Talk Planning for Transportation and Ecosystem Adaptation to Sea Level Rise
  • Fraser M Shilling
    Bio statement : I am the co-director of the Road Ecology Center at the University of California, Davis. I driect research and education programs at the REC and within the Department of Environmental Science and Policy at UC Davis.
    Reviewing interests: roadkill, road effect zone, wildlife crossing structrues, camera traps, monitoring, connectivity, traffic noise, sea level rise, sustainability
    Country : US
    Contact :
    Website :

I describe a generalizable planning and assessment process for adaptive management and adaptation of transportation infrastructure to sea level rise (SLR). A single coastal California (CA) highway and surrounding tidal and terrestrial ecosystems were used as the laboratory. Sea level has risen in CA by >20 cm and by 2100 may be 1 to 1.7 m higher. During the winter of 2015-16, low and high tides were up to 25 cm higher than predicted (probably due to El Nino), providing a view into a world with 25 cm of SLR. Climate change is expected to result in accelerated rates of sea level rise and changing seasonal wave conditions, further exposing the shorelines to impacts. Infrastructural and living systems adaptations will need to occur to avoid a wholesale change in the marshes, estuarine systems, low-lying urban areas, and exposed highway infrastructure along global coastlines. A longitudinal survey of coastal managers in CA found SLR and related problems to be among their most challenging issues. Identifying and modifying infrastructure that is exposed and vulnerable to SLR and increased storminess is complicated and potentially expensive for governments. The physical structures themselves are vulnerable to SLR, which is likely to result in increased costs and eventual adaptation. in addition, the function of linked, regional transportation systems may be vulnerable to disruption if an SLR-vulnerable link fails.

State Route 37 (SR 37) is the California highway that may be most vulnerable to temporary flooding and permanent inundation due to SLR.  Like many other coastal highways in the US, SR 37 is adjacent to protected coastal ecosystems (e.g., beaches, tidal wetlands), meaning that any activity on the highway is subject to regulatory oversight. Due to a combination of congestion and threats from SLR, planning for a new highway adaptive and resilient to SLR impacts was conducted in the context of stakeholder participation and Eco-Logical, a planning process developed by the (US) Federal Highways Administration to better integrate transportation and environmental planning. In order to understand which stretches of approximately 30 km of SR 37 and adjacent landscape might be most vulnerable to SLR, and to what degree, a model of potential inundation was developed by a contractor (AECOM) using a recent, high-resolution elevation assessment conducted using LiDAR. Potential inundation was modeled based upon comparison of future daily and extreme tide levels with surrounding ground elevations. The risk to and vulnerability of each segment was scored and cost of adaptive structures estimated (US$0.8 to 4 billion) in order to inform infrastructural planning. The adaptive structures were also assessed for potential (dis)benefits.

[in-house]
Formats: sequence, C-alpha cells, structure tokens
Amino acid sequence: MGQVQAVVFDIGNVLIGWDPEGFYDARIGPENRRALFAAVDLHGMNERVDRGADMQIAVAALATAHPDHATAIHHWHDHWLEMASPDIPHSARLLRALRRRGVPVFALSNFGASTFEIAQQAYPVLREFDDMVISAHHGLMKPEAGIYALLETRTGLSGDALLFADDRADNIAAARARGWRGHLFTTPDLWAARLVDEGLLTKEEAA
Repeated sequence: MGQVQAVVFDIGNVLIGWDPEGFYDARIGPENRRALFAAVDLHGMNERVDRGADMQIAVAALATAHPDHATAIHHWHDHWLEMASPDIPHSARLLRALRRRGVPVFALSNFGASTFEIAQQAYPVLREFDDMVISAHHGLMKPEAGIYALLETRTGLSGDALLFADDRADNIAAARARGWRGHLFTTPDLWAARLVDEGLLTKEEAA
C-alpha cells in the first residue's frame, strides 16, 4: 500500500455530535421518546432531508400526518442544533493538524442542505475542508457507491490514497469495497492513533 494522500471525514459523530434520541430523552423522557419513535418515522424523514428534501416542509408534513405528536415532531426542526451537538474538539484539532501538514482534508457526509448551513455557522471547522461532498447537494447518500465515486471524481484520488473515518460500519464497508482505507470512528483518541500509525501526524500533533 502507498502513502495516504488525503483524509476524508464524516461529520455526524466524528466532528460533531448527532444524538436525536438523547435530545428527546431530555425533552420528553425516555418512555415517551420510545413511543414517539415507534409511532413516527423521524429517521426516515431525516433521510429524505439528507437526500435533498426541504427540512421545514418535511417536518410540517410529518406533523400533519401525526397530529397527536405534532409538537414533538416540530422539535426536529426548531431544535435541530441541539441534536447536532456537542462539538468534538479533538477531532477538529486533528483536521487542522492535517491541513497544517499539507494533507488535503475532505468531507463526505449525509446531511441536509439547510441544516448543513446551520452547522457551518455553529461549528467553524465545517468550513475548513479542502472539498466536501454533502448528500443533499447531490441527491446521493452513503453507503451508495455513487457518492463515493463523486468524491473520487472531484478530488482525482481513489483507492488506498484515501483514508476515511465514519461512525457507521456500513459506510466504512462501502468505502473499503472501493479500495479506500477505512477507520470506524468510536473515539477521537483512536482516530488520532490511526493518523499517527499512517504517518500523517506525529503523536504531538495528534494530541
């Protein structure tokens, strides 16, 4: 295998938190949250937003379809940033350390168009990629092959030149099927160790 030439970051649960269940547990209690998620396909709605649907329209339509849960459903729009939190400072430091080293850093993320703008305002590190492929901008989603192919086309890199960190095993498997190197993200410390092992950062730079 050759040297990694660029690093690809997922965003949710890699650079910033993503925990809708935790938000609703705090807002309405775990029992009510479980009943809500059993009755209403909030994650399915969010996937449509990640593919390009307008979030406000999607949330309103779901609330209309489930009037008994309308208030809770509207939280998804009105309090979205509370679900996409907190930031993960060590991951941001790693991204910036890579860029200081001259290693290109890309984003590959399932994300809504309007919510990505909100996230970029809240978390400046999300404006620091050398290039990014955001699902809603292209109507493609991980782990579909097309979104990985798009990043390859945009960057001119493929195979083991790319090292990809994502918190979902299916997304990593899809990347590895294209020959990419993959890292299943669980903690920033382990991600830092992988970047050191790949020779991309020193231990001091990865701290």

The tidal ecosystems adjacent to SR 37 both buffer the highway from wave and tidal energy and are vulnerable to impacts from SLR. In order to monitor SLR impacts at a timescale relevant to transportation and conservation planning. I developed a combined time-lapse camera and image analysis technique to monitor changes in tidal inundation and shoreline resulting from SLR and storm events. The technique is very sensitive to small vertical changes in SLR (<10 cm) because of the large horizontal changes in shoreline resulting from small vertical changes. This technique is high-resolution and scaleable from local to national extents. Early results from this system will be presented.

sea level rise, adaptation, adaptive management